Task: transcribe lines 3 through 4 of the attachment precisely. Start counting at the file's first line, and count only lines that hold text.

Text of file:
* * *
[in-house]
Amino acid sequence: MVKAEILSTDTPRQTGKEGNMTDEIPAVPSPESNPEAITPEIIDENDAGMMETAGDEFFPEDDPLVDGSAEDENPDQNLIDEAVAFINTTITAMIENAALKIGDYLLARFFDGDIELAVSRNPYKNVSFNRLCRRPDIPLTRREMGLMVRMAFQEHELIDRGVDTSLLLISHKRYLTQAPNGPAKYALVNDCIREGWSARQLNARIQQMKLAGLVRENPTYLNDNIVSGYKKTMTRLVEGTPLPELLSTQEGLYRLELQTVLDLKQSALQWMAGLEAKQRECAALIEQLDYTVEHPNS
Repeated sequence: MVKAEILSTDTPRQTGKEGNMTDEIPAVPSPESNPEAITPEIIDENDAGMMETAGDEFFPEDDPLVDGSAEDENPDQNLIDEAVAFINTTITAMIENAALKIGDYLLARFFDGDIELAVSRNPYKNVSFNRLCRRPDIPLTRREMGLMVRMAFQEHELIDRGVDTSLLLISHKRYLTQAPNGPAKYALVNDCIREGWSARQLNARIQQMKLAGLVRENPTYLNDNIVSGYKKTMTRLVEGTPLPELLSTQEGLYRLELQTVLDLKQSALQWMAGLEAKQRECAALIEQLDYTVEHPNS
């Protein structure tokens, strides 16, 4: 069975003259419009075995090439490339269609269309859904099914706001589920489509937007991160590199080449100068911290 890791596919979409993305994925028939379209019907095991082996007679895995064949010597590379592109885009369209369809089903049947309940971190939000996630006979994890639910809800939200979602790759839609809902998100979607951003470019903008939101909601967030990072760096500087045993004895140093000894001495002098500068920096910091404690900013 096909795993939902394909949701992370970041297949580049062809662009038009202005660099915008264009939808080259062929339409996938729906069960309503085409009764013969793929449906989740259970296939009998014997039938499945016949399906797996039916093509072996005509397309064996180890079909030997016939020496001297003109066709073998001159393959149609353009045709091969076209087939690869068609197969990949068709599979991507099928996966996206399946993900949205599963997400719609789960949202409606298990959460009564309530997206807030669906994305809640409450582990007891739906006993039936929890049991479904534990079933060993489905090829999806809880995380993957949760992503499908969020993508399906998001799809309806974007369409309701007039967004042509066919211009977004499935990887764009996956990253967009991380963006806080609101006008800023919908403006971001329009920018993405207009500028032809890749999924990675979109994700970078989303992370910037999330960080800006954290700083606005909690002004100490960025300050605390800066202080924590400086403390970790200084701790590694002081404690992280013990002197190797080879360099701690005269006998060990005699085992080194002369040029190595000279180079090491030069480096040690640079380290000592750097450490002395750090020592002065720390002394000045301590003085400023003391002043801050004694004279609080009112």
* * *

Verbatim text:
Repeated sequence: MVKAEILSTDTPRQTGKEGNMTDEIPAVPSPESNPEAITPEIIDENDAGMMETAGDEFFPEDDPLVDGSAEDENPDQNLIDEAVAFINTTITAMIENAALKIGDYLLARFFDGDIELAVSRNPYKNVSFNRLCRRPDIPLTRREMGLMVRMAFQEHELIDRGVDTSLLLISHKRYLTQAPNGPAKYALVNDCIREGWSARQLNARIQQMKLAGLVRENPTYLNDNIVSGYKKTMTRLVEGTPLPELLSTQEGLYRLELQTVLDLKQSALQWMAGLEAKQRECAALIEQLDYTVEHPNS
């Protein structure tokens, strides 16, 4: 069975003259419009075995090439490339269609269309859904099914706001589920489509937007991160590199080449100068911290 890791596919979409993305994925028939379209019907095991082996007679895995064949010597590379592109885009369209369809089903049947309940971190939000996630006979994890639910809800939200979602790759839609809902998100979607951003470019903008939101909601967030990072760096500087045993004895140093000894001495002098500068920096910091404690900013 096909795993939902394909949701992370970041297949580049062809662009038009202005660099915008264009939808080259062929339409996938729906069960309503085409009764013969793929449906989740259970296939009998014997039938499945016949399906797996039916093509072996005509397309064996180890079909030997016939020496001297003109066709073998001159393959149609353009045709091969076209087939690869068609197969990949068709599979991507099928996966996206399946993900949205599963997400719609789960949202409606298990959460009564309530997206807030669906994305809640409450582990007891739906006993039936929890049991479904534990079933060993489905090829999806809880995380993957949760992503499908969020993508399906998001799809309806974007369409309701007039967004042509066919211009977004499935990887764009996956990253967009991380963006806080609101006008800023919908403006971001329009920018993405207009500028032809890749999924990675979109994700970078989303992370910037999330960080800006954290700083606005909690002004100490960025300050605390800066202080924590400086403390970790200084701790590694002081404690992280013990002197190797080879360099701690005269006998060990005699085992080194002369040029190595000279180079090491030069480096040690640079380290000592750097450490002395750090020592002065720390002394000045301590003085400023003391002043801050004694004279609080009112």